Conversion functions that return a cv-qualified type are considered to yield the cv-unqualified version of that type for this process of selecting candidate functions.
    Conversion functions that return “reference to cv2 X” return lvalues or xvalues, depending on the type of reference, of type “cv2 X” and are therefore considered to yield X for this process of selecting candidate functions.
The argument list has one argument, which is the initializer expression.
[Note
:
This argument will be compared against the implicit object parameter of the conversion functions.
end note
]

16.3.1.6 Initialization by conversion function for direct reference binding [over.match.ref]

Under the conditions specified in [dcl.init.ref], a reference can be bound directly to a glvalue or class prvalue that is the result of applying a conversion function to an initializer expression.
Overload resolution is used to select the conversion function to be invoked.
Assuming that “reference to cv1 T” is the type of the reference being initialized, and “cv S” is the type of the initializer expression, with S a class type, the candidate functions are selected as follows:
  • The conversion functions of S and its base classes are considered.
    Those non-explicit conversion functions that are not hidden within S and yield type “lvalue reference to cv2 T2” (when initializing an lvalue reference or an rvalue reference to function) or “cv2 T2” or “rvalue reference to cv2 T2” (when initializing an rvalue reference or an lvalue reference to function), where “cv1 T” is reference-compatible with “cv2 T2”, are candidate functions.
    For direct-initialization, those explicit conversion functions that are not hidden within S and yield type “lvalue reference to cv2 T2” or “cv2 T2” or “rvalue reference to cv2 T2”, respectively, where T2 is the same type as T or can be converted to type T with a qualification conversion, are also candidate functions.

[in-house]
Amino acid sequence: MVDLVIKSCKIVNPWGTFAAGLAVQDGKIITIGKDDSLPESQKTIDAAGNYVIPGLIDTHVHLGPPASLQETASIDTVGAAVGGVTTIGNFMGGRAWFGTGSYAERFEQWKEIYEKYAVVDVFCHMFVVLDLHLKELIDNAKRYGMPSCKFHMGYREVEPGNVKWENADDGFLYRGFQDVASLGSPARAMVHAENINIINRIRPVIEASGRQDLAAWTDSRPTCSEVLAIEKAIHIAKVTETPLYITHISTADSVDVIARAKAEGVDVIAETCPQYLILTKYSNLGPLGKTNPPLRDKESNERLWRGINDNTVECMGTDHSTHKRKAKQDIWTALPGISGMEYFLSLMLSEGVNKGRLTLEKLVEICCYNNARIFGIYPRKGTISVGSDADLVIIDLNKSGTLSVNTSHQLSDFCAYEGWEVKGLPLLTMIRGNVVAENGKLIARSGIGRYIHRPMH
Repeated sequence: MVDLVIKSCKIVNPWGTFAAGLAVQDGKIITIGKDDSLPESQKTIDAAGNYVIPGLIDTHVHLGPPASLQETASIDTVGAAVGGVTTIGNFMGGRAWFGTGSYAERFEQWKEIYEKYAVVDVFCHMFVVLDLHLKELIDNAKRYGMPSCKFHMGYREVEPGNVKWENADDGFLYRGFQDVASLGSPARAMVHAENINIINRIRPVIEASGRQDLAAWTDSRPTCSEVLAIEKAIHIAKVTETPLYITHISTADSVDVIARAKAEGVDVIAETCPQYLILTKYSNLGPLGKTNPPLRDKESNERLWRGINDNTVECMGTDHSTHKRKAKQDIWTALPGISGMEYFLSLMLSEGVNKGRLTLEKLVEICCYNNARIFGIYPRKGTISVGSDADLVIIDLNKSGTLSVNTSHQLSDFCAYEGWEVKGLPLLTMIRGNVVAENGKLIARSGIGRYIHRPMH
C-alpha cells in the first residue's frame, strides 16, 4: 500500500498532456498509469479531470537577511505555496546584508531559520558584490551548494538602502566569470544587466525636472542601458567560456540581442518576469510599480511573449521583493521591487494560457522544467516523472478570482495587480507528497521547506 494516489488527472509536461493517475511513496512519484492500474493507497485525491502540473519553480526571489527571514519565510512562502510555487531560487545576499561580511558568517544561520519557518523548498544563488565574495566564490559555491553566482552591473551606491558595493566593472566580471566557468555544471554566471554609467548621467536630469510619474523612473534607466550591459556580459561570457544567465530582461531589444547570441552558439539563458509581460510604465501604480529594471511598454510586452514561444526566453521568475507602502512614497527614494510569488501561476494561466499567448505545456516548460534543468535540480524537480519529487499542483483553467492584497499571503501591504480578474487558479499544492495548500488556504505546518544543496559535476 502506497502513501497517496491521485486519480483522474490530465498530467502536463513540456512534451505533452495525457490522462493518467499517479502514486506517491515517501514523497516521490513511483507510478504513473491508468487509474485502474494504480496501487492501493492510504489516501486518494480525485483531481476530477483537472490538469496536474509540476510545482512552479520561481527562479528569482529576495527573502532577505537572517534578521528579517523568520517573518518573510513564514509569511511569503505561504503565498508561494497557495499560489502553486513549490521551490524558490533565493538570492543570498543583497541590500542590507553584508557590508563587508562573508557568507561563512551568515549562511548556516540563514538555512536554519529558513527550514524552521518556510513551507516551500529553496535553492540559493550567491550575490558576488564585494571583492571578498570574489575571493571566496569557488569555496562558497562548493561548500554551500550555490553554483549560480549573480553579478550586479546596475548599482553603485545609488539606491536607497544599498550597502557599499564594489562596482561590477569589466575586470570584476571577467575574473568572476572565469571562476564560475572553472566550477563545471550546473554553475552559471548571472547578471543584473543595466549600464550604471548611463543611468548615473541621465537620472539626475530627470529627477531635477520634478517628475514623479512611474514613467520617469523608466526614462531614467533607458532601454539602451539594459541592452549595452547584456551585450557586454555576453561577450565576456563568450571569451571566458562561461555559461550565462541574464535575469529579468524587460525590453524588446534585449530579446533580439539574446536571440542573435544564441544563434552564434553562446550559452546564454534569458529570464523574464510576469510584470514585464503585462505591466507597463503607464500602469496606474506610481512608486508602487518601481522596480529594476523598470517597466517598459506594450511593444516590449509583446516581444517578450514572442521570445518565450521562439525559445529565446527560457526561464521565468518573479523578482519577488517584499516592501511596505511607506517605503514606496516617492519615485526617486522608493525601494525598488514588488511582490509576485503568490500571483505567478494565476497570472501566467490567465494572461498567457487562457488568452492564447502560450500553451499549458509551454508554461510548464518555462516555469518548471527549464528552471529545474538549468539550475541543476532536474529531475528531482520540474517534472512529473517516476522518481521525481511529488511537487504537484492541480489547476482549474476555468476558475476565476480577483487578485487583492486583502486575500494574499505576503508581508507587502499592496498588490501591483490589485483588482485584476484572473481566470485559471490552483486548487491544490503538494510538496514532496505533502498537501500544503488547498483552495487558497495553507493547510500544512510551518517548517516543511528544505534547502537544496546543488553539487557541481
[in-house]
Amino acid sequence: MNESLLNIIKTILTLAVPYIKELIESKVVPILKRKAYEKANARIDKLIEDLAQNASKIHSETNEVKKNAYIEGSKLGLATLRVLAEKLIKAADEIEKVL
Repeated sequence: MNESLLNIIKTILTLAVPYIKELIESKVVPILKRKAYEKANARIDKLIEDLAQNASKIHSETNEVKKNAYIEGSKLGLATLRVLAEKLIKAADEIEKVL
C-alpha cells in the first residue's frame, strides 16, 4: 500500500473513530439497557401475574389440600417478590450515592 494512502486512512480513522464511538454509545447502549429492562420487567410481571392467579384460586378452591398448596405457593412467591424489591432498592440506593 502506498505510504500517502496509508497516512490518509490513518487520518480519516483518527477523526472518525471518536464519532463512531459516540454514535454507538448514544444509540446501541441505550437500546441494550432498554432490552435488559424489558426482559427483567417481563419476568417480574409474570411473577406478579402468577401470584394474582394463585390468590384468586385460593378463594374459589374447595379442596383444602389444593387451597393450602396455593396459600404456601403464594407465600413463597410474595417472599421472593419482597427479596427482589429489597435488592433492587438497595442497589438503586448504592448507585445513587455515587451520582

The argument list has one argument, which is the initializer expression.
[Note
:
This argument will be compared against the implicit object parameter of the conversion functions.
end note
]

16.3.1.7 Initialization by list-initialization [over.match.list]

When objects of non-aggregate class type T are list-initialized such that [dcl.init.list] specifies that overload resolution is performed according to the rules in this subclause, overload resolution selects the constructor in two phases:
  • Initially, the candidate functions are the initializer-list constructors ([dcl.init.list]) of the class T and the argument list consists of the initializer list as a single argument.
  • If no viable initializer-list constructor is found, overload resolution is performed again, where the candidate functions are all the constructors of the class T and the argument list consists of the elements of the initializer list.
If the initializer list has no elements and T has a default constructor, the first phase is omitted.
In copy-list-initialization, if an explicit constructor is chosen, the initialization is ill-formed.
[Note
:
This differs from other situations ([over.match.ctor], [over.match.copy]), where only converting constructors are considered for copy-initialization.
This restriction only applies if this initialization is part of the final result of overload resolution.